New Hampshire Fatal Crash Statistics
Across the country, the rates of fatal vehicle crashes have declined, including in New Hampshire. While there are traffic safety areas that need improvement, overall the state and its drivers are continuing to work towards reaching zero preventable highway deaths.
The 10-year Core Performance Measures published by the National Highway Traffic Safety Administration (NHTSA) shows that traffic fatalities fell from a high of 166 in 2005 to 95 in 2014. These fatalities occurred almost equally on urban and rural roadways.
Unfortunately, of the 58 passenger vehicle fatalities, 45 were not wearing their seatbelts at the time of the accidents. The NHTSA estimates that if all vehicle occupants would wear their seatbelts 100 percent of the time, an additional 15 lives may have been saved.
The state does not have a mandatory helmet law, so the number of motorcycle fatalities is nearly always higher than it could have been. About 17 motorcyclists died in motor vehicle accidents in 2014, and 14 of them were not wearing a helmet. The NHTSA estimates that five additional lives could have been saved if all riders would wear their helmet every time they rode.
The Graduated Driver’s License (GDL) program gives new drivers extra time to learn valuable skills before they get full privileges. This program may be partly responsible for the significant decrease in the number of young drivers involved in fatal crashes. In fact, in 2005, vehicle operators under the age of 21 were involved in 25 fatal accidents, by 2014 only nine young drivers were involved in fatal crashes.
Drunk driving and speeding are negligent driving behaviors that claim far too many lives every year across the country. While the overall number of alcohol-related traffic deaths has declined, as many as 54 and as few as 29 people die every year in New Hampshire because of drunk driving. Speed-related deaths fell from 56 in 2005 to 47 in 2014, following a high of 66 in 2013.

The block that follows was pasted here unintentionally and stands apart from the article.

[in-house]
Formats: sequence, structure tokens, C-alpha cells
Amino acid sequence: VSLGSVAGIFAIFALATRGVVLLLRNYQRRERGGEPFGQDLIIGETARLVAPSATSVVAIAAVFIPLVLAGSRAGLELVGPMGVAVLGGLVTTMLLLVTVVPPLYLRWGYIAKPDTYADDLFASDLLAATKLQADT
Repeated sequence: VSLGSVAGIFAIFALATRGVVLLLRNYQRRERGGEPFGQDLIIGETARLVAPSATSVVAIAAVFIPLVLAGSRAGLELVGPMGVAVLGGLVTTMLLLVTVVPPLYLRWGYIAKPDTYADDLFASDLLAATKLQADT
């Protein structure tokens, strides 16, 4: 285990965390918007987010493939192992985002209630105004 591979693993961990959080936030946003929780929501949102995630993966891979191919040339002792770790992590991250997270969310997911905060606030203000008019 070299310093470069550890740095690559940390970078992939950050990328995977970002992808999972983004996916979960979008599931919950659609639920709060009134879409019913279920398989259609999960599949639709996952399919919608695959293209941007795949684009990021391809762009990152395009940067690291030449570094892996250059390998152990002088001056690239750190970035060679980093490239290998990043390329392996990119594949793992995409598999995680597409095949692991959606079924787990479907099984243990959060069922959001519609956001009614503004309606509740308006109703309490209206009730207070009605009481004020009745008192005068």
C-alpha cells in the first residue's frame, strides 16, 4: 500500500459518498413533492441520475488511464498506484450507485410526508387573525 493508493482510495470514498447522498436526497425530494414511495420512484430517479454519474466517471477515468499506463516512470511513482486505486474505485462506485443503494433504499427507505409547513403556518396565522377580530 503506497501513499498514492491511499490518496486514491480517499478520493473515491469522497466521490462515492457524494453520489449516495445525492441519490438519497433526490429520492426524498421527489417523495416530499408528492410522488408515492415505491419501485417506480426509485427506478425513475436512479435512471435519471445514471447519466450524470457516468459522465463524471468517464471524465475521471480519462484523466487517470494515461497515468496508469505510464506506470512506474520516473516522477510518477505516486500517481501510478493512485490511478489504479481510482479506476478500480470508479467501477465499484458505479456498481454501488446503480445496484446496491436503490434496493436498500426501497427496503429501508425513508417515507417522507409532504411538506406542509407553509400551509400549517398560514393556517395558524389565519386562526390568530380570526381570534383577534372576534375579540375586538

Other fatal crash types include-
- 60 lives lost in single vehicle accidents
- 66 fatalities involved a vehicle leaving the roadway
- 18 lives lost in rollover accidents
- 12 fatalities involved a large truck
- 21 fatalities in intersection traffic
The number of pedestrians who lost their lives to motor vehicles has gone up across the country, as well as in New Hampshire. In fact, there were five fatal pedestrian accidents in 2005 rising to 12 in 2014. Bicyclist fatalities rose as high as 4 and a low as zero over the ten-year period, with three dying in 2014. This data clearly indicates that more needs to be done to protect walker, joggers, and hikers as the travel with and across traffic.
Have You Been Injured in a Car Accident? Call Us Today!America’s highways and bi-ways are dangerous. If you have been injured in a car accident or lost a loved one in a fatal crash, you need a dedicated team of attorneys and legal professionals fighting for your rights. Our attorneys have a long and proven record of helping the victims of car accidents get the compensation they deserve.
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